Visitors to Western North Carolina’s mountains can look forward to a vibrant display of color this autumn, predicts Kathy Mathews, Western Carolina University’s fall foliage forecaster and associate professor of biology.
“It’s been a hot year in North Carolina, with above-average temperatures this summer. Rainfall has been slightly less than average during the spring and summer. These are two factors I look at when thinking about the timing and quality of fall leaf color change in the mountains,” Mathews said.
Mathews believes that the formation of ample yellow, orange and red pigments in the leaves seems to correlate with dry weather throughout the year and that the drier the climate, the more brilliant the fall leaves tend to be.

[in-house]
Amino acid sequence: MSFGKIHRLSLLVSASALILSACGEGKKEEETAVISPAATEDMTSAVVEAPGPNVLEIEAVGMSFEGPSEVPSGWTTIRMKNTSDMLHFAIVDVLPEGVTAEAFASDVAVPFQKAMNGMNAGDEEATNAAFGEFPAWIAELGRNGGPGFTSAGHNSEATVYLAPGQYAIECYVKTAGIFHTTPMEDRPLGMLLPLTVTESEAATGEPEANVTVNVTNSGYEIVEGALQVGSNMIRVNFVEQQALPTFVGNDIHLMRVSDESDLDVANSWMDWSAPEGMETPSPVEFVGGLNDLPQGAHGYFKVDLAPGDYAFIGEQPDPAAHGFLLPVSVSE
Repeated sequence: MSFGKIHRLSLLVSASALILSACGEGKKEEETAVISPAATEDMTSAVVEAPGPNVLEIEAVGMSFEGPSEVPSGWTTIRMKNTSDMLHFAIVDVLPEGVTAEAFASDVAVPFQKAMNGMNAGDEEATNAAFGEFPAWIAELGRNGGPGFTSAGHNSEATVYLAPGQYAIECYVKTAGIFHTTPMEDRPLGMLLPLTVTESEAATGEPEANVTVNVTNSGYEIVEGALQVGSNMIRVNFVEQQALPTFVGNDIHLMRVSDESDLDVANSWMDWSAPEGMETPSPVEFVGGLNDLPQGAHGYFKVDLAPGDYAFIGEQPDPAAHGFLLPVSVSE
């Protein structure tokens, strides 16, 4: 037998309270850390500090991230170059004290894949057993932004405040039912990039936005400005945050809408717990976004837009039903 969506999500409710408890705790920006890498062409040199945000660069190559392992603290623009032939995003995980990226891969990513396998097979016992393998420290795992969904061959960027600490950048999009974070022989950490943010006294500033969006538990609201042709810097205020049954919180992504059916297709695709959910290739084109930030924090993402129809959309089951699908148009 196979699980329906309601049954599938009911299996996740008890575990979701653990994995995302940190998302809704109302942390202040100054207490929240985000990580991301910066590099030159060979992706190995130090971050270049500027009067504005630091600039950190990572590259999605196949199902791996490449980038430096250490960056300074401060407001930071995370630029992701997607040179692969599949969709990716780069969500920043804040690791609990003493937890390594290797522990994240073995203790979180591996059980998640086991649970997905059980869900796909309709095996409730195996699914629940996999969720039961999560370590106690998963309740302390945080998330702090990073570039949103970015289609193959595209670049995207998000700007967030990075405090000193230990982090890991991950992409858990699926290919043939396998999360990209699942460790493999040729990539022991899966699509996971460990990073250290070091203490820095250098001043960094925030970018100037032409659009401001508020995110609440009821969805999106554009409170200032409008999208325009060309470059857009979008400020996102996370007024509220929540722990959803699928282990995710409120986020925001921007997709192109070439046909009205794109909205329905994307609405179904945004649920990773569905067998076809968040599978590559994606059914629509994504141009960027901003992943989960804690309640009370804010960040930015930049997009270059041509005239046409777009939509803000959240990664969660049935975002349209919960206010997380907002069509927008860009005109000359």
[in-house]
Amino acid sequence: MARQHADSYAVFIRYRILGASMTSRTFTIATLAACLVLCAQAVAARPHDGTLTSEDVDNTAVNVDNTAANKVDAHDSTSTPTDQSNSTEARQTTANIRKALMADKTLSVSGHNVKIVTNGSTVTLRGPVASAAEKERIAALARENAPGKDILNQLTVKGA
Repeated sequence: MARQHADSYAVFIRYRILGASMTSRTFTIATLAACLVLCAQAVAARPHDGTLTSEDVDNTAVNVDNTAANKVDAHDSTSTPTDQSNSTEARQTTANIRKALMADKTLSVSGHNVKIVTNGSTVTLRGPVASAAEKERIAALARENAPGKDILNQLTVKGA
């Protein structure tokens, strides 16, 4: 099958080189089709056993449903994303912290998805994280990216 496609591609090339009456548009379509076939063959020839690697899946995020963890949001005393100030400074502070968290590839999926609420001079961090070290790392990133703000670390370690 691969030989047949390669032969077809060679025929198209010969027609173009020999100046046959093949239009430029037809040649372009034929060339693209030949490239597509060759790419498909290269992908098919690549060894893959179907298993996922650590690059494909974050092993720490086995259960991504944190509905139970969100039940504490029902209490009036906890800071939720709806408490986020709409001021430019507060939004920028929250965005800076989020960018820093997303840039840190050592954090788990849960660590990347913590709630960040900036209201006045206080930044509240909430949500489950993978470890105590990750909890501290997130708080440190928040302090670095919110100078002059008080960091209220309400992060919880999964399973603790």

“I predict this fall color change will be variable throughout the southern mountains, but on the whole we should expect to see rich and attractive color change this season,” she said.
Although peak fall colors typically occur during the third week of October, the peak may arrive a bit later this year, perhaps more toward the end of October because of the warm temperatures.
“Peak color corresponds to the first frost date of the year,” she said. “If frost comes later than usual, so will the peak color change of the leaves.
“Look for the earliest color change to take place on the sourwoods and dogwoods, which both turn red, as well as the tulip poplars, which become yellow but tend to turn brown early,” Mathews said. “Colorful maples, with hues of red, orange and yellow, and birches, which turn yellow, bring us into the peak period. Finally, oaks turn orange and red to round out the later color change in the season.”